Author: Crystal Carter
Good homepages present visitors with what they’re looking for, but great homepages do so while also working to achieve business goals as efficiently as possible.
The way you design your homepage can direct traffic to certain sections of your site, filter visitors to the appropriate pages for whatever stage of the customer journey they’re currently in, or even direct them to complete a single task (like a newsletter signup).
Each one of those objectives carries different implications for not only your homepage’s SEO, but the SEO of your site overall. In this article, we will explore the importance of homepage SEO and how it can impact your SEO activity.
Table of contents:
What is a homepage?
The “homepage” is the term used for the first page that users see when they arrive at the root of your domain. For most sites, this tends to be the one of most visited pages.
Because of the traffic homepages receive and the fact that search engine bots often crawl the homepage first, performing well here can impact your overall SEO.
What do we mean by homepage SEO?
Homepage SEO is the process of focusing your SEO efforts on improving the value of your homepage, both as a standalone page and as something that has a significant influence over your wider site and domain.
Along with the UX and copy, decisions regarding internal linking, structured data, keyword priority, and content feeds can change how your site is crawled and ranked. As such, optimizations to the homepage can include reviewing your copy, images, content structure, linking, and so on.
The aim with homepage SEO should be to think about your homepage as a uniquely important part of your SEO funnel.
Does changing your homepage affect SEO?
In a recent Wix SEO webinar, Mordy Oberstein shared a number of ways that changing your homepage can impact the brand positioning of your website.
In addition, here are three more significant ways that your homepage can affect your technical SEO:
Crawlability — Pages that are linked from the homepage will have increased crawl priority. This means that they will move further up the queue in terms of which pages Google crawls when it visits the site. Since crawl priority is a signal that helps Google understand which pages are the most important for a site, strategic internal linking from your homepage can influence how pages rank in search.
Backlinks — There are many things to consider with regards to backlink strategy, but the evergreen nature of the link is certainly a factor. And, since your homepage is the face of your root domain, there is nothing more evergreen than that. Links pointing to the homepage are less likely to be lost through link rot and are more likely to add value to your site for a long time. Sites that clearly align their homepage content and tech configuration with relevant brand keywords and information will be able to benefit the most from consistent link growth to their homepages.
CWV —Core Web Vitals are a Google ranking factor that assess how users experience your website in terms of loading time, UX, and site interactivity. These metrics are calculated in terms of the percentage of page views, meaning that 75% of user page views should pass these metrics. On smaller sites, the visits to the homepage can contribute to a large portion of that traffic, so if this page is well optimized it can help you achieve sitewide performance goals.
Examples of how different homepage styles impact SEO outcomes
Looking at five distinct but common homepage types, you can get a clear idea of how different homepage configurations can have a wider effect on the SEO of a site.
Some homepages essentially act as a conduit for funneling users to more specific elements of a brand—I like to call these pages “Funnelers.”
These pages tend to be used by brands and businesses that serve a range of audiences under the same brand name. So, users are not expected to dwell on the page but rather to move quickly to more targeted content on the same site or within the brand’s ecosystem.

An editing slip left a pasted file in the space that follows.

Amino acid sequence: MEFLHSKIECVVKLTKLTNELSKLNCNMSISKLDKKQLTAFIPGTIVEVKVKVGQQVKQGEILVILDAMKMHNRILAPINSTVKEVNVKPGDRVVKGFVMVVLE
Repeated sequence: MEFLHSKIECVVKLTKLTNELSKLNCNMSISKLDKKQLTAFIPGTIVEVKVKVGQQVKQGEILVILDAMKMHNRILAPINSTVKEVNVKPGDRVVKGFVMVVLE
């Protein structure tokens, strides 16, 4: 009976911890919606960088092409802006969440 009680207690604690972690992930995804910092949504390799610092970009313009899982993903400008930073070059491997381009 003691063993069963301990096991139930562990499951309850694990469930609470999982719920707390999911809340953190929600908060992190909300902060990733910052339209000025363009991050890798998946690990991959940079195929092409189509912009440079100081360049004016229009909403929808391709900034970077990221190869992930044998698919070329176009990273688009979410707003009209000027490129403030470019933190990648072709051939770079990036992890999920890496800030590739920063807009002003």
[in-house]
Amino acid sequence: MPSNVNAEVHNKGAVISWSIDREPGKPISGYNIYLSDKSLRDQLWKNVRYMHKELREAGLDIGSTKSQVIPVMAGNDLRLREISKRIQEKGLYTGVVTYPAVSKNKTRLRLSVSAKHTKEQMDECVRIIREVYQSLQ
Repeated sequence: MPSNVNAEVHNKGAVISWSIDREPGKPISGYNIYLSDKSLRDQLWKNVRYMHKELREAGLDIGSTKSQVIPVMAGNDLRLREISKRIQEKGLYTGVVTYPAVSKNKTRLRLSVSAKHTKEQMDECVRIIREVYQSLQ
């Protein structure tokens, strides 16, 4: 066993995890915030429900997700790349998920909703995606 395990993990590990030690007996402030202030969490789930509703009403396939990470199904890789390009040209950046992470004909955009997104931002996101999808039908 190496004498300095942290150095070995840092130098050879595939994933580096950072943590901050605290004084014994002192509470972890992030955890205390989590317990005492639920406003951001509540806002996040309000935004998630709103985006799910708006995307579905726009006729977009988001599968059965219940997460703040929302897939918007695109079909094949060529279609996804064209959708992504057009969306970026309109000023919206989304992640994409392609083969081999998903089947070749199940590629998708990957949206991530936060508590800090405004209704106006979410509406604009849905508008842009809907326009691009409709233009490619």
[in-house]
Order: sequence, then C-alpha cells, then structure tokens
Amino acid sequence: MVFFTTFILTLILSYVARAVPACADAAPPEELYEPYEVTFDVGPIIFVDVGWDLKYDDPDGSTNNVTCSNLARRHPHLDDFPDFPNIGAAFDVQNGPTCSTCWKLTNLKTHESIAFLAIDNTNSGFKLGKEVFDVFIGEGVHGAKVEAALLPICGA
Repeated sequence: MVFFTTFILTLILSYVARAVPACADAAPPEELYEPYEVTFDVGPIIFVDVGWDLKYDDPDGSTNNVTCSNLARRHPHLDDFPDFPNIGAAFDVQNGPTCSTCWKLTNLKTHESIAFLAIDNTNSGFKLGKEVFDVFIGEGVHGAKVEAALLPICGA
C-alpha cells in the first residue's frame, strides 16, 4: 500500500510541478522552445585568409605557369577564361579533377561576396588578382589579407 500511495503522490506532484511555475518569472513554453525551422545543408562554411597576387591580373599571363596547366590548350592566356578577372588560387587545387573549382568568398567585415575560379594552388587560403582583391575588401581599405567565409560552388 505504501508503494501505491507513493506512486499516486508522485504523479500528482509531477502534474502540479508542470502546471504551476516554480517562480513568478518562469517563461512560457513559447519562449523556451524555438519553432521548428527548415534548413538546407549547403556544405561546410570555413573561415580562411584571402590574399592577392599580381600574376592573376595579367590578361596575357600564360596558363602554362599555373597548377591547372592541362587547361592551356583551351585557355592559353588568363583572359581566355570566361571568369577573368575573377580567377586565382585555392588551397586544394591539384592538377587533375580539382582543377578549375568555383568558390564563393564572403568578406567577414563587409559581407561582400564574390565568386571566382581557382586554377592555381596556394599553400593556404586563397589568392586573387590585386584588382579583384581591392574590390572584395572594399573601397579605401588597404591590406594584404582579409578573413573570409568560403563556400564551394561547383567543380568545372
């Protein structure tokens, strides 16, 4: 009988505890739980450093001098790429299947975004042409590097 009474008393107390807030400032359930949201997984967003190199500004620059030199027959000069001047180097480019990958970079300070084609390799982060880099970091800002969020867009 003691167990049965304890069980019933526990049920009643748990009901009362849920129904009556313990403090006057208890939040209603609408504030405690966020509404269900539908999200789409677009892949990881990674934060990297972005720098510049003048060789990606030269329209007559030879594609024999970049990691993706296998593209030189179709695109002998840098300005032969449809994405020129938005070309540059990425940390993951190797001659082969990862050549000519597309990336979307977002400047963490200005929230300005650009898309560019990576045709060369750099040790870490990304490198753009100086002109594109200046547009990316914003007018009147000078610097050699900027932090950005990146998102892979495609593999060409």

A good example of this kind of page is Virgin.com, where the page quickly filters site visitors to a range of business offerings, including space travel and mobile phones.
Use this type of homepage to:
Point users to high-value content
Funnel traffic and audiences to distinct business offerings, even if they are on a different domain or subdomain
Create this type of homepage by:
Prioritizing the placement of your most popular segments
Segmenting UX with contrasting colors and distinct sections
Adding buttons with CTAs
Optimize for this type of homepage by:
Using top keywords for each segment
Using the keywords for top segments in the page title and meta description
Providing context for your segments with richer copy below the fold
How does a Funneler homepage impact SEO on the wider site?
The SEO impact of a Funneler is predominantly seen in the backlink profile of the business.
So, in the case of Virgin.com, more than 80% of the backlinks for the domain go to the homepage, which is highly unusual. This aligns with Virgin’s brand and business model because it is dynamic, but the brand and homepage remain consistent no matter how Virgin manages its segments or subsidiary businesses.
For smaller brands, this tactic can be applied to direct funnel audiences based on need (think “buyers” or “sellers”) or to help users navigate straight to your top products or services when they land on the site.
A “Converter” homepage serves to get users to complete tasks on the site (e.g., sign in, register, or purchase). This is used consistently across eCommerce sites like Amazon, Etsy, and eBay. This highly actionable homepage style aligns with brands that help users achieve goals and create solutions.
SaaS provider Later uses a Converter configuration on its homepage to great effect. The page drives traffic to its sign-up and upgrade pages. And, as is the case with many SaaS tools, when users are logged in, they can use the homepage URL to be redirected to the app itself.
Use a conversion-focused homepage to:
Reduce friction for users who wish to complete a single task on your site
Direct traffic to distinct transaction points
Create this type of homepage with:
Buttons with CTAs to drive activity to eCommerce and bookings pages
Unique selling points for eCommerce
Optimize the type of homepage by adding:
Headers with relevant keywords to contextualize forms for search engines
Context to conversion points with links to deeper content where users can learn more
Add CTAs like “Buy,” “Shop,” “Reserve,” etc. to copy and meta descriptions
How does a Converter homepage impact SEO?